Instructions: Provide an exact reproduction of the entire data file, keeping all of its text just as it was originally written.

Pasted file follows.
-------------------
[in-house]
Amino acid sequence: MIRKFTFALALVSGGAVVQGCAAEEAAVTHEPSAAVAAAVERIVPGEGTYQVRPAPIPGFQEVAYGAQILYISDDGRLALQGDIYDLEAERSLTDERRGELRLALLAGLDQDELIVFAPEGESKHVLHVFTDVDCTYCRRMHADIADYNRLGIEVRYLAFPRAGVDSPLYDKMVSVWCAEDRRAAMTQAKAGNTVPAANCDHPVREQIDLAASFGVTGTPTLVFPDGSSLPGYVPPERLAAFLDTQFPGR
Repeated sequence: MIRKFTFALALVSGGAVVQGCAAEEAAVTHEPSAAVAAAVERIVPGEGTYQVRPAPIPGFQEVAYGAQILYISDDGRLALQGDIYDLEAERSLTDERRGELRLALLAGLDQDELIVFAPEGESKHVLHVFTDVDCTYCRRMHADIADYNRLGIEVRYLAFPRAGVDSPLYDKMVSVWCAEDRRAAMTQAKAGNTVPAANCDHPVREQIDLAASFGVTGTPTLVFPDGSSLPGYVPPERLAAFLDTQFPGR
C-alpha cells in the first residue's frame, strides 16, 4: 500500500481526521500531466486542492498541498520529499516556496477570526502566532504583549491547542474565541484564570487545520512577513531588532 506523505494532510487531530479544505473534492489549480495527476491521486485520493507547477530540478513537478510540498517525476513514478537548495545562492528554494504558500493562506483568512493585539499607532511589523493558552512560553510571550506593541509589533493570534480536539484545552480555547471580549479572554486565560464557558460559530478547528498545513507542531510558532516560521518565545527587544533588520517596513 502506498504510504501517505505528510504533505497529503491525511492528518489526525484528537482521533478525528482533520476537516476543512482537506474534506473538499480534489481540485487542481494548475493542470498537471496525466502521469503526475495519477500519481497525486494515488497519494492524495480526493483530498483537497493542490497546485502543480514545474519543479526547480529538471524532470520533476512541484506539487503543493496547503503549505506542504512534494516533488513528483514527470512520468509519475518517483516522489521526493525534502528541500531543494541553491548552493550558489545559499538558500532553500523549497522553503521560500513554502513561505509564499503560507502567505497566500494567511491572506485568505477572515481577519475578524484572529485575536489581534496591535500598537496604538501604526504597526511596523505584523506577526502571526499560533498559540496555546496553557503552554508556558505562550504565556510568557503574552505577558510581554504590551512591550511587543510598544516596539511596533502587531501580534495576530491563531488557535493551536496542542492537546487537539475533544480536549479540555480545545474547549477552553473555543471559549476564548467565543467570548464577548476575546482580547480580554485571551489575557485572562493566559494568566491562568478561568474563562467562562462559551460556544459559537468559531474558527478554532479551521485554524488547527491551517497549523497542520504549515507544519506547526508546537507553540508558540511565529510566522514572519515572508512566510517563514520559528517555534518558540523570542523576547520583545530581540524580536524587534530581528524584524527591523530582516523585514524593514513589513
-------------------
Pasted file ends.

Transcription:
[in-house]
Amino acid sequence: MIRKFTFALALVSGGAVVQGCAAEEAAVTHEPSAAVAAAVERIVPGEGTYQVRPAPIPGFQEVAYGAQILYISDDGRLALQGDIYDLEAERSLTDERRGELRLALLAGLDQDELIVFAPEGESKHVLHVFTDVDCTYCRRMHADIADYNRLGIEVRYLAFPRAGVDSPLYDKMVSVWCAEDRRAAMTQAKAGNTVPAANCDHPVREQIDLAASFGVTGTPTLVFPDGSSLPGYVPPERLAAFLDTQFPGR
Repeated sequence: MIRKFTFALALVSGGAVVQGCAAEEAAVTHEPSAAVAAAVERIVPGEGTYQVRPAPIPGFQEVAYGAQILYISDDGRLALQGDIYDLEAERSLTDERRGELRLALLAGLDQDELIVFAPEGESKHVLHVFTDVDCTYCRRMHADIADYNRLGIEVRYLAFPRAGVDSPLYDKMVSVWCAEDRRAAMTQAKAGNTVPAANCDHPVREQIDLAASFGVTGTPTLVFPDGSSLPGYVPPERLAAFLDTQFPGR
C-alpha cells in the first residue's frame, strides 16, 4: 500500500481526521500531466486542492498541498520529499516556496477570526502566532504583549491547542474565541484564570487545520512577513531588532 506523505494532510487531530479544505473534492489549480495527476491521486485520493507547477530540478513537478510540498517525476513514478537548495545562492528554494504558500493562506483568512493585539499607532511589523493558552512560553510571550506593541509589533493570534480536539484545552480555547471580549479572554486565560464557558460559530478547528498545513507542531510558532516560521518565545527587544533588520517596513 502506498504510504501517505505528510504533505497529503491525511492528518489526525484528537482521533478525528482533520476537516476543512482537506474534506473538499480534489481540485487542481494548475493542470498537471496525466502521469503526475495519477500519481497525486494515488497519494492524495480526493483530498483537497493542490497546485502543480514545474519543479526547480529538471524532470520533476512541484506539487503543493496547503503549505506542504512534494516533488513528483514527470512520468509519475518517483516522489521526493525534502528541500531543494541553491548552493550558489545559499538558500532553500523549497522553503521560500513554502513561505509564499503560507502567505497566500494567511491572506485568505477572515481577519475578524484572529485575536489581534496591535500598537496604538501604526504597526511596523505584523506577526502571526499560533498559540496555546496553557503552554508556558505562550504565556510568557503574552505577558510581554504590551512591550511587543510598544516596539511596533502587531501580534495576530491563531488557535493551536496542542492537546487537539475533544480536549479540555480545545474547549477552553473555543471559549476564548467565543467570548464577548476575546482580547480580554485571551489575557485572562493566559494568566491562568478561568474563562467562562462559551460556544459559537468559531474558527478554532479551521485554524488547527491551517497549523497542520504549515507544519506547526508546537507553540508558540511565529510566522514572519515572508512566510517563514520559528517555534518558540523570542523576547520583545530581540524580536524587534530581528524584524527591523530582516523585514524593514513589513